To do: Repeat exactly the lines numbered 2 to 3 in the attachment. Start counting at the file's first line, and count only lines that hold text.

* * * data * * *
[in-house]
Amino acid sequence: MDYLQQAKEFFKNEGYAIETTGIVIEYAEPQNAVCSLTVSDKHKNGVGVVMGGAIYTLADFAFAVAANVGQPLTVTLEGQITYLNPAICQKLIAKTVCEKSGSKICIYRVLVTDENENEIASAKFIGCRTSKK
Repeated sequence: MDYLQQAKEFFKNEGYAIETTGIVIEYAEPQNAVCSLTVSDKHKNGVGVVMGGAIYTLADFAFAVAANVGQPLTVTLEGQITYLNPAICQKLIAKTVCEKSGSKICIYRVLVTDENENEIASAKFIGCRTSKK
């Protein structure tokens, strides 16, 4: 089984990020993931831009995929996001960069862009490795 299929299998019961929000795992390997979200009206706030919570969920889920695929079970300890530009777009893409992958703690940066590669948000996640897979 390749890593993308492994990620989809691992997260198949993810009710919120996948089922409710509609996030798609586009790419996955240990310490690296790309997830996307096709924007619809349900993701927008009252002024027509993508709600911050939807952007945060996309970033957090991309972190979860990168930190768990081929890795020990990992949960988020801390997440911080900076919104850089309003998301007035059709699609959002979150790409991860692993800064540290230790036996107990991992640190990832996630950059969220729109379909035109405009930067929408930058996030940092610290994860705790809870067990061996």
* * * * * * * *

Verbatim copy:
Amino acid sequence: MDYLQQAKEFFKNEGYAIETTGIVIEYAEPQNAVCSLTVSDKHKNGVGVVMGGAIYTLADFAFAVAANVGQPLTVTLEGQITYLNPAICQKLIAKTVCEKSGSKICIYRVLVTDENENEIASAKFIGCRTSKK
Repeated sequence: MDYLQQAKEFFKNEGYAIETTGIVIEYAEPQNAVCSLTVSDKHKNGVGVVMGGAIYTLADFAFAVAANVGQPLTVTLEGQITYLNPAICQKLIAKTVCEKSGSKICIYRVLVTDENENEIASAKFIGCRTSKK